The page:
The elusive Pallas’s cat, recognizable from its incredibly grumpy facial expression, has been discovered living the high life on Mount Everest in Nepal’s Sagarmatha National Park, according to new research.
A study published in Cat News of the first ever report of Pallas’s cat in the region comes after a 2019 National Geographic and Rolex Perpetual Planet Everest Expedition, which is considered the most “comprehensive single scientific expedition to the mountain in history.”
In spring 2019, Dr. Tracie Seimon of Wildlife Conservation Society’s Zoological Health Program based at the Bronx Zoo, helped lead a team that collected Pallas’s cat scat from two locations 6 kilometres apart at 5,110- and 5,190-metres above sea level.
“It is phenomenal to discover proof of this rare and remarkable species at the top of the world,” Seimon said in a statement Jan. 26. “The nearly four-week journey was extremely rewarding not just for our team but for the larger scientific community. The discovery of Pallas’s cat on Everest illuminates the rich biodiversity of this remote high-alpine ecosystem and extends the known range of this species to eastern Nepal.”
The DNA analysis of the samples confirmed two Pallas’s cats inhabit Mount Everest. It means the cats are hanging out in territory that overlaps with red fox. Researchers also found evidence of pika and mountain weasel DNA in the samples, which are important food sources for Pallas’s cat.
Tourism has been increasingly dramatically in the region. From a few thousand people in the 1970s to more than 50,000 people by 2019 — yet the cat went unnoticed in the park until this research expedition.
Now, a new species can be added to the list of known mammals in the protected park. The findings extend the range of Pallas’s cat into eastern Nepal. The species normally came be found in Turkmenistan, Iran, Kyrgyzstan, Kazakhstan, Bhutan, Nepal, India, Pakistan, Afghanistan, China, Mongolia and Russia.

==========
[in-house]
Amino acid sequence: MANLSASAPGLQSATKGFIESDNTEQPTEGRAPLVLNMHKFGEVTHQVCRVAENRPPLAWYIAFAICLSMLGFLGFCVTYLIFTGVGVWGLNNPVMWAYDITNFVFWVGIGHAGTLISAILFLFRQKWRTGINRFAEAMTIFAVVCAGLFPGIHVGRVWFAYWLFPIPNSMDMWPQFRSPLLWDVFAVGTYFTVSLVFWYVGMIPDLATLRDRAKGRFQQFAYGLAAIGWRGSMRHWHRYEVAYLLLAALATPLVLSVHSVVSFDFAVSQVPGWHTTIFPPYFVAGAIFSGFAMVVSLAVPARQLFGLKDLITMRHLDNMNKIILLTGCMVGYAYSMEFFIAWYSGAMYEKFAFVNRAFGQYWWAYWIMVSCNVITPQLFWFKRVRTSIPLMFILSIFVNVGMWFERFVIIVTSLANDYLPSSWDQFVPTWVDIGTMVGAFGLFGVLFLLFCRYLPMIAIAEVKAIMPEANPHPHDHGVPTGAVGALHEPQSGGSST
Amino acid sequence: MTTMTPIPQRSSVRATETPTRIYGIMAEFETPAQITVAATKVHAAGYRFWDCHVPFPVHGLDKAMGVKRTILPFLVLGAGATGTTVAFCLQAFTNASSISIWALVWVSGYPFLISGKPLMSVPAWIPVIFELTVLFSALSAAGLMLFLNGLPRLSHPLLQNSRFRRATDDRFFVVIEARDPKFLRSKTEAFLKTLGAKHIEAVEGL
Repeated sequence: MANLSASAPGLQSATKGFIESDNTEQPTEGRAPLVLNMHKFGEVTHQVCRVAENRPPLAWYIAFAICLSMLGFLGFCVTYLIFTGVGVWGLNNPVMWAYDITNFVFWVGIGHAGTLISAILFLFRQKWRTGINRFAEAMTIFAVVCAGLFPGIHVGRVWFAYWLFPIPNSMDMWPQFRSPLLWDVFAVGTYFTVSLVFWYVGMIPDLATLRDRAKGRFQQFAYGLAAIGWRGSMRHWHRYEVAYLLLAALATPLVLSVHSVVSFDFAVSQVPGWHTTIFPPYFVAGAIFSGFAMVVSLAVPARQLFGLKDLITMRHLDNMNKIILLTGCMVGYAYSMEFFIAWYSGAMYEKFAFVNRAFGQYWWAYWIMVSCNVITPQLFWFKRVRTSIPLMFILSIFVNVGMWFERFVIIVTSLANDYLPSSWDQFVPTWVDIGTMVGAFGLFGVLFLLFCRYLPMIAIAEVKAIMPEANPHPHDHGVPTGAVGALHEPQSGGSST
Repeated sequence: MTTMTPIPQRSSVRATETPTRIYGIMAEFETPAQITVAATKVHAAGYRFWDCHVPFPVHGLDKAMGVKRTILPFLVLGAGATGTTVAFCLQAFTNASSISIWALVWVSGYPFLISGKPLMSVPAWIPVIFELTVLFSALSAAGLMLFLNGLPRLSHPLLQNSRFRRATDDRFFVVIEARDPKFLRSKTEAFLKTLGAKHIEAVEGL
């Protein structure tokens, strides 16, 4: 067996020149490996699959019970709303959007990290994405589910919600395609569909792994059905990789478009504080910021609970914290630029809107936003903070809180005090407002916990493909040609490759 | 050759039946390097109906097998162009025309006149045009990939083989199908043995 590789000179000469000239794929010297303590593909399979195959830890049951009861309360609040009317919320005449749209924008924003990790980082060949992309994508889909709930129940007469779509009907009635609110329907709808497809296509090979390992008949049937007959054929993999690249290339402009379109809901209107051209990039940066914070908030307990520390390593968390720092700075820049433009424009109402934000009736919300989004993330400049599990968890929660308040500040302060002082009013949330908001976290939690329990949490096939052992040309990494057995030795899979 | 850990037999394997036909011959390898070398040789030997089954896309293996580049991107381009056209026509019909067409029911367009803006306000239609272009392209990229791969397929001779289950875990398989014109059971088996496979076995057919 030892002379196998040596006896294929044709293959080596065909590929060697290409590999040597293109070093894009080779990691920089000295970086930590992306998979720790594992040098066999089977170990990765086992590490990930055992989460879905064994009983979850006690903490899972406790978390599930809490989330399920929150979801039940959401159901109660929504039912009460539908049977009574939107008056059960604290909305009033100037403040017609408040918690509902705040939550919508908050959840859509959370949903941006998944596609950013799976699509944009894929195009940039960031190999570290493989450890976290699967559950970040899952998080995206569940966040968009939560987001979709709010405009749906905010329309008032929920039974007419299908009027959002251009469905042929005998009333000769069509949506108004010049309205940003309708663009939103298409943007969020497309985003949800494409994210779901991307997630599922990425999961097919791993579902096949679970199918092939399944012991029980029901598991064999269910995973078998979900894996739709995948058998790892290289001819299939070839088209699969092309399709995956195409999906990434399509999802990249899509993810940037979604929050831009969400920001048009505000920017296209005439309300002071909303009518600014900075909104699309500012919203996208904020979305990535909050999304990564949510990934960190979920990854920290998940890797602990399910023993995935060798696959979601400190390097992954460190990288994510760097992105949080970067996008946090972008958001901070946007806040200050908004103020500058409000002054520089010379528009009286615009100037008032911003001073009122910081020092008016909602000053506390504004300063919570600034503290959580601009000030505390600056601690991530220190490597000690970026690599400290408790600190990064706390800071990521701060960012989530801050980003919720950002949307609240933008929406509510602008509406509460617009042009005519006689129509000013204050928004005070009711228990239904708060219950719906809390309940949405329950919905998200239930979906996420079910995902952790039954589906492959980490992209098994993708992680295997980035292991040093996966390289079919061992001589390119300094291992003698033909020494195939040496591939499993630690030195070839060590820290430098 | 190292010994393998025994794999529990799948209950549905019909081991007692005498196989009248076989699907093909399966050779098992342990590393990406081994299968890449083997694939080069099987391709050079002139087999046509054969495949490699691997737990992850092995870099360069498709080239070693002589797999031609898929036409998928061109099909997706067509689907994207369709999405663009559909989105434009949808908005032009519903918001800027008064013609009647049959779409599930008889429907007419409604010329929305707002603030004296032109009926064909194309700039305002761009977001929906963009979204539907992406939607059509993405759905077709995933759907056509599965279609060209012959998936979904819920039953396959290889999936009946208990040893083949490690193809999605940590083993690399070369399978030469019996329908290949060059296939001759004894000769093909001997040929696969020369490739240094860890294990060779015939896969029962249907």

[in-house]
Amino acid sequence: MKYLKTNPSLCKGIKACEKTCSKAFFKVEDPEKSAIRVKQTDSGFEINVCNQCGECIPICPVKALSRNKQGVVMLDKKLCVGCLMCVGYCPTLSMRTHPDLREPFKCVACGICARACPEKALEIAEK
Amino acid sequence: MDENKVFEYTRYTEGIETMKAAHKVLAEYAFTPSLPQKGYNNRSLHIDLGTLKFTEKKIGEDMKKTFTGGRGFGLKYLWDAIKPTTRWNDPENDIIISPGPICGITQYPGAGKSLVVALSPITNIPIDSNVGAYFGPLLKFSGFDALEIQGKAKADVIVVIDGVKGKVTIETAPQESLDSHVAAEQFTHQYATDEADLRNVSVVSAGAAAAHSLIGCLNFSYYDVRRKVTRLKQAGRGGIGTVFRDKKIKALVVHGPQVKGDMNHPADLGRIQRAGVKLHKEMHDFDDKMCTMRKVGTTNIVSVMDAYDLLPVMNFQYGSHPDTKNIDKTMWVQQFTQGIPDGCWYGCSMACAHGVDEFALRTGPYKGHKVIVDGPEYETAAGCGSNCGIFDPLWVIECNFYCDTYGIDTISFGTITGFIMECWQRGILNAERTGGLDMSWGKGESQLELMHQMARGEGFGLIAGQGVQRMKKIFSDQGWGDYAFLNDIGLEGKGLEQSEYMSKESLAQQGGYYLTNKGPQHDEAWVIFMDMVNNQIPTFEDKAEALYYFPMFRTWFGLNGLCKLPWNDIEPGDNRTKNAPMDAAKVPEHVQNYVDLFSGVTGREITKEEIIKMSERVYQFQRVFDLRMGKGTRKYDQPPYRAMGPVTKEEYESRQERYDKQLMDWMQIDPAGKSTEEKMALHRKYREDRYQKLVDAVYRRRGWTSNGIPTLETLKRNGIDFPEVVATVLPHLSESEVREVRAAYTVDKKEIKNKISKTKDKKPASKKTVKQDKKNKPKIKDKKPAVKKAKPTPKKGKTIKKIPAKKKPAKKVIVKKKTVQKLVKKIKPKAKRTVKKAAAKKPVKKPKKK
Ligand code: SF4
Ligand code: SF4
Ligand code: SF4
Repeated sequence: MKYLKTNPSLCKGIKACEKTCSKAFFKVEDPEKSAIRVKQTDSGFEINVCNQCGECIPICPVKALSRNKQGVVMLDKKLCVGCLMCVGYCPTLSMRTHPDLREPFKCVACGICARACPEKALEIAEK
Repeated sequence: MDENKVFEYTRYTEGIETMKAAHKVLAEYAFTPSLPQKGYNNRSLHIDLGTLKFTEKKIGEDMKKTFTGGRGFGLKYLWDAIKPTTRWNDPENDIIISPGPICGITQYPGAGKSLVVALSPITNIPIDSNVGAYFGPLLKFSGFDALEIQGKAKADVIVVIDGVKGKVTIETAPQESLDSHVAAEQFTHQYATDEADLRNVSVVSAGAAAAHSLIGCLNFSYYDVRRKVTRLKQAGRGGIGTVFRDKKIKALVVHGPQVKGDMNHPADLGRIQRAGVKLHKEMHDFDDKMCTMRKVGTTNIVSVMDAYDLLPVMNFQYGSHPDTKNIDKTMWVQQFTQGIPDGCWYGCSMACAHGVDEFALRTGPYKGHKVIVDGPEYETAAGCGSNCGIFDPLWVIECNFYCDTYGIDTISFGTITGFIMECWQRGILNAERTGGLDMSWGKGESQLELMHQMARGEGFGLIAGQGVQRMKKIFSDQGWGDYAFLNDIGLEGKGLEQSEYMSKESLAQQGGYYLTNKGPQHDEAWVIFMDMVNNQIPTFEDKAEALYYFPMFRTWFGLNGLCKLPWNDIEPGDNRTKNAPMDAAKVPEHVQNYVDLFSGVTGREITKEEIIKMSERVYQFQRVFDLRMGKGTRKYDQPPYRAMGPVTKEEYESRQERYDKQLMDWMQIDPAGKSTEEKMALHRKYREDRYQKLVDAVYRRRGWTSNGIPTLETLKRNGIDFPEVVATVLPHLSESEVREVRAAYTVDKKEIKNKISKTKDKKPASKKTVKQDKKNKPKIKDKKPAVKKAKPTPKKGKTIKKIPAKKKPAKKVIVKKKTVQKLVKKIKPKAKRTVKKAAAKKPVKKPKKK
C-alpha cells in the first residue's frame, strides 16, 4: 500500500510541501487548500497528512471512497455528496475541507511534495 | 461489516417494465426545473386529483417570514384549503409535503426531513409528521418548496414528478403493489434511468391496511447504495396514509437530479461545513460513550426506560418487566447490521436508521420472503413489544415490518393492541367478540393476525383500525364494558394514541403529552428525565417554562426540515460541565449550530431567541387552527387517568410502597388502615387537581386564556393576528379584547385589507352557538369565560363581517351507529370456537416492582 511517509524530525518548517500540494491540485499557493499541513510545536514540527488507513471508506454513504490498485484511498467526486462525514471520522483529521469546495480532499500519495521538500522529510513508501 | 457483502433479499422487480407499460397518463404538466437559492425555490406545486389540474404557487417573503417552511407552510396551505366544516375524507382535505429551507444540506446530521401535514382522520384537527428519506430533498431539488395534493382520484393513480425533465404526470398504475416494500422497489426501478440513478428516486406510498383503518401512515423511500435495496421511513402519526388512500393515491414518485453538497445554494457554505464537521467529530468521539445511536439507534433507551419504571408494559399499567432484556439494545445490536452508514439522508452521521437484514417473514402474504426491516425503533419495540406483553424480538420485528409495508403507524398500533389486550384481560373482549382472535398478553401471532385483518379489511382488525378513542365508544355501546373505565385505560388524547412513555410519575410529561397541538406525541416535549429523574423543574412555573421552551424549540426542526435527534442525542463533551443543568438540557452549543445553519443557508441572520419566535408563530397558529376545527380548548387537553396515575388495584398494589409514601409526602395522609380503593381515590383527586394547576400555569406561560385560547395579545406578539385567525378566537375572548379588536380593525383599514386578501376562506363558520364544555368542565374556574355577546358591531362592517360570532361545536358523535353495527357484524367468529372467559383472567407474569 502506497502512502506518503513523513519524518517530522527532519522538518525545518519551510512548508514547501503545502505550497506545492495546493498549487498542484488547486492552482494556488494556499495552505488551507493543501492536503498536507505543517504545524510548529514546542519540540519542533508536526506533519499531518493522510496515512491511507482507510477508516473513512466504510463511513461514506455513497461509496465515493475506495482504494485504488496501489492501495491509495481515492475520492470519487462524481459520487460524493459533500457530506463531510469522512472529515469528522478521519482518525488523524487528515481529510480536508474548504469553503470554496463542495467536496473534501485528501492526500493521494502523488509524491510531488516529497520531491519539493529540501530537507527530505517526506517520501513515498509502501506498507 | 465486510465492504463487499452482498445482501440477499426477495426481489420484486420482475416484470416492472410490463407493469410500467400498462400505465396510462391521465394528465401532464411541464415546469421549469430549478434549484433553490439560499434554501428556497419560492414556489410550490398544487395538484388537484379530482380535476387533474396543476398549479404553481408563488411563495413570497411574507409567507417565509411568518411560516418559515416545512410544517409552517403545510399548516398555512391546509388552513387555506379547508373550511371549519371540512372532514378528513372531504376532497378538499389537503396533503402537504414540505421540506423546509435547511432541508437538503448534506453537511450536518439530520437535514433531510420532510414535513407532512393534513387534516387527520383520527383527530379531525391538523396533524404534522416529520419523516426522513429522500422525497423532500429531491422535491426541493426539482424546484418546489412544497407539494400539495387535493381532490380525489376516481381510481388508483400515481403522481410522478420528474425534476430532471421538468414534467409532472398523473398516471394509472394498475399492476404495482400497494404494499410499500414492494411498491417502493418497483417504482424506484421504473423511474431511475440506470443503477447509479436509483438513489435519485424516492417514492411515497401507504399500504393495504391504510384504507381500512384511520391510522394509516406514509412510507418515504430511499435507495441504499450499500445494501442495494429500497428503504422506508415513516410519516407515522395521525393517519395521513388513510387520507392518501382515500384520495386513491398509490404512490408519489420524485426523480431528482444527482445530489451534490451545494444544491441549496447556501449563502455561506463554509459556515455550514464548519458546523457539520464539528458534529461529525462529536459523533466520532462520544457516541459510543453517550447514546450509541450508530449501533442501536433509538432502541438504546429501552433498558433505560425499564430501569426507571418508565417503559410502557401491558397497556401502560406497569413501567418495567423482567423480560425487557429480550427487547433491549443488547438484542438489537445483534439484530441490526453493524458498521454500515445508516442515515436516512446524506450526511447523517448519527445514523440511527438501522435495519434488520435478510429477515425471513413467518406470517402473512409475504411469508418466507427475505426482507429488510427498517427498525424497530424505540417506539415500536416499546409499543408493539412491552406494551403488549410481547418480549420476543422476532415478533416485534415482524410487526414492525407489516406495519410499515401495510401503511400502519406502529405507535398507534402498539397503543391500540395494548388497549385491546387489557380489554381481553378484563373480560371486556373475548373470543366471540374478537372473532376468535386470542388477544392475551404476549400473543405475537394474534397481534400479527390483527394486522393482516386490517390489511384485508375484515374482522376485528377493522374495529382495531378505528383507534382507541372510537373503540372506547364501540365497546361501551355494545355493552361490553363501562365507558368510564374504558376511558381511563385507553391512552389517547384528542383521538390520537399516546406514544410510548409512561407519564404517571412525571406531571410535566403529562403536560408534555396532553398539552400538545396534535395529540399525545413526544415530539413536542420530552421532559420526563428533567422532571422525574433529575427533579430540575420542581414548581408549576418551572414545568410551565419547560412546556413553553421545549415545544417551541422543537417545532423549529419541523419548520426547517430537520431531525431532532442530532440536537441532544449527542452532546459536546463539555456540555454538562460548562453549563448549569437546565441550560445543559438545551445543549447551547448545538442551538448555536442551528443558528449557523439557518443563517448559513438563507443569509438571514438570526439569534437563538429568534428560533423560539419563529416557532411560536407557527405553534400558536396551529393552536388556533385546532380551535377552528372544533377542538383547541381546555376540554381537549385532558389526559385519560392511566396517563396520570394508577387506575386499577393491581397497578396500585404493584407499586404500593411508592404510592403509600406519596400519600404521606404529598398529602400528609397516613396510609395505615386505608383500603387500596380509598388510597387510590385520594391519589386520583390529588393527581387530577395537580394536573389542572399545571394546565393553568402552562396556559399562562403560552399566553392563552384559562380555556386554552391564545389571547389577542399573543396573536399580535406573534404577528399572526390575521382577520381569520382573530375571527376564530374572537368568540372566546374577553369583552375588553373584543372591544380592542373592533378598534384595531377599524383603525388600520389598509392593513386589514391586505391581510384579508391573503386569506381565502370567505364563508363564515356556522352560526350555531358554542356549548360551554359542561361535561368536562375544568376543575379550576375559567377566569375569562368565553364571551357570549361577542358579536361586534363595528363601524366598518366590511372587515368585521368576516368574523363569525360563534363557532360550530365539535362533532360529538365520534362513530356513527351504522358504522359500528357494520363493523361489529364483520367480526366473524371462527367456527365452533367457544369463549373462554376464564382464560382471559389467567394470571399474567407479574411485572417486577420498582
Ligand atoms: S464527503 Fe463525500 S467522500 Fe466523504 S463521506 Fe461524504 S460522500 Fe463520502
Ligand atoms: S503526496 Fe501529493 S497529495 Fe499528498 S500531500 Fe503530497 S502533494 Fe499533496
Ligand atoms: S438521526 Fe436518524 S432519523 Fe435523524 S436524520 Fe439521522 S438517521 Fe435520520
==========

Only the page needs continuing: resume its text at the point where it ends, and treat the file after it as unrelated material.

“This is a unique discovery not only in terms of science but also conservation as this population of Pallas’s cat is legally protected under CITES (the Convention on International Trade in Endangered Species of Wild Fauna and Flora),” National Geographic Explorer and co-author of the paper, Dr. Anton Seimon, added. “We hope that the confirmation of this new charismatic species will raise awareness of and education about the diversity of species at this iconic World Heritage Site.”
Pallas’s cat (Otocolobus manul) is considered “near threatened” by the World Conservation Union. It survives in harsh climates with help from its thick, soft fur — its woolly underfur is double the length of that on the rest of the body.
“Pallas’ cats have the same thick, long fur, flat faces and stocky builds of domestic Persian cats,” according to the Smithsonian’s National Zoo. “Their round ears are set low on their heads, so they can peer over rocks while keeping their ears hidden.”
Scientists say future research using camera trap surveys and more scat samples would help to better define the Pallas’s cat population, range, density, and their diet in Sagarmatha National Park.